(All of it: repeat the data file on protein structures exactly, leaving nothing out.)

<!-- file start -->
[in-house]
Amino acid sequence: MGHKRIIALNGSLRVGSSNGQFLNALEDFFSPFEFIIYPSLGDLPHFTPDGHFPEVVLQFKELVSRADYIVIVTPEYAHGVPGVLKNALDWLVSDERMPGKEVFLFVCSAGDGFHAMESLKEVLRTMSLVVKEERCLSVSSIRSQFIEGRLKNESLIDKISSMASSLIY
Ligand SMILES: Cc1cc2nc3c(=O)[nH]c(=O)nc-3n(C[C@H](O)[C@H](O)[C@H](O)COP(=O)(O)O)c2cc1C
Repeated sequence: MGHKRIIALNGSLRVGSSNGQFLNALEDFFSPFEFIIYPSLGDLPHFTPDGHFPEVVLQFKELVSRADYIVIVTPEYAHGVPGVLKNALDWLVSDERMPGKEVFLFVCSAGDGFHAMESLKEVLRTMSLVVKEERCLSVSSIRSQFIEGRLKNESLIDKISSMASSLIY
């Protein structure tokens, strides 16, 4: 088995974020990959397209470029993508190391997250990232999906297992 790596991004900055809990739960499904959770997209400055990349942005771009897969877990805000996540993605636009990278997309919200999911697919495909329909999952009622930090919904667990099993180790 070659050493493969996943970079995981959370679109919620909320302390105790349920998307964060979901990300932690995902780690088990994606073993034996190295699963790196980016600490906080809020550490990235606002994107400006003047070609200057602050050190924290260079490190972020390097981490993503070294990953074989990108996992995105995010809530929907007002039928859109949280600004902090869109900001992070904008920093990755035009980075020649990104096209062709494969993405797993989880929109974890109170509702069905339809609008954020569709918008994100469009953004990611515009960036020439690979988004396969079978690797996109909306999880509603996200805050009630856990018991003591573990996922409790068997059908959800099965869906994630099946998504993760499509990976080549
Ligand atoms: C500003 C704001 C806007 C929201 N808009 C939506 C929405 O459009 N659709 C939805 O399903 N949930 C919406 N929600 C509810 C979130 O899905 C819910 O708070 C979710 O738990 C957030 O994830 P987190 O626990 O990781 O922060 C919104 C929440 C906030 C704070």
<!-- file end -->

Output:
[in-house]
Amino acid sequence: MGHKRIIALNGSLRVGSSNGQFLNALEDFFSPFEFIIYPSLGDLPHFTPDGHFPEVVLQFKELVSRADYIVIVTPEYAHGVPGVLKNALDWLVSDERMPGKEVFLFVCSAGDGFHAMESLKEVLRTMSLVVKEERCLSVSSIRSQFIEGRLKNESLIDKISSMASSLIY
Ligand SMILES: Cc1cc2nc3c(=O)[nH]c(=O)nc-3n(C[C@H](O)[C@H](O)[C@H](O)COP(=O)(O)O)c2cc1C
Repeated sequence: MGHKRIIALNGSLRVGSSNGQFLNALEDFFSPFEFIIYPSLGDLPHFTPDGHFPEVVLQFKELVSRADYIVIVTPEYAHGVPGVLKNALDWLVSDERMPGKEVFLFVCSAGDGFHAMESLKEVLRTMSLVVKEERCLSVSSIRSQFIEGRLKNESLIDKISSMASSLIY
């Protein structure tokens, strides 16, 4: 088995974020990959397209470029993508190391997250990232999906297992 790596991004900055809990739960499904959770997209400055990349942005771009897969877990805000996540993605636009990278997309919200999911697919495909329909999952009622930090919904667990099993180790 070659050493493969996943970079995981959370679109919620909320302390105790349920998307964060979901990300932690995902780690088990994606073993034996190295699963790196980016600490906080809020550490990235606002994107400006003047070609200057602050050190924290260079490190972020390097981490993503070294990953074989990108996992995105995010809530929907007002039928859109949280600004902090869109900001992070904008920093990755035009980075020649990104096209062709494969993405797993989880929109974890109170509702069905339809609008954020569709918008994100469009953004990611515009960036020439690979988004396969079978690797996109909306999880509603996200805050009630856990018991003591573990996922409790068997059908959800099965869906994630099946998504993760499509990976080549
Ligand atoms: C500003 C704001 C806007 C929201 N808009 C939506 C929405 O459009 N659709 C939805 O399903 N949930 C919406 N929600 C509810 C979130 O899905 C819910 O708070 C979710 O738990 C957030 O994830 P987190 O626990 O990781 O922060 C919104 C929440 C906030 C704070």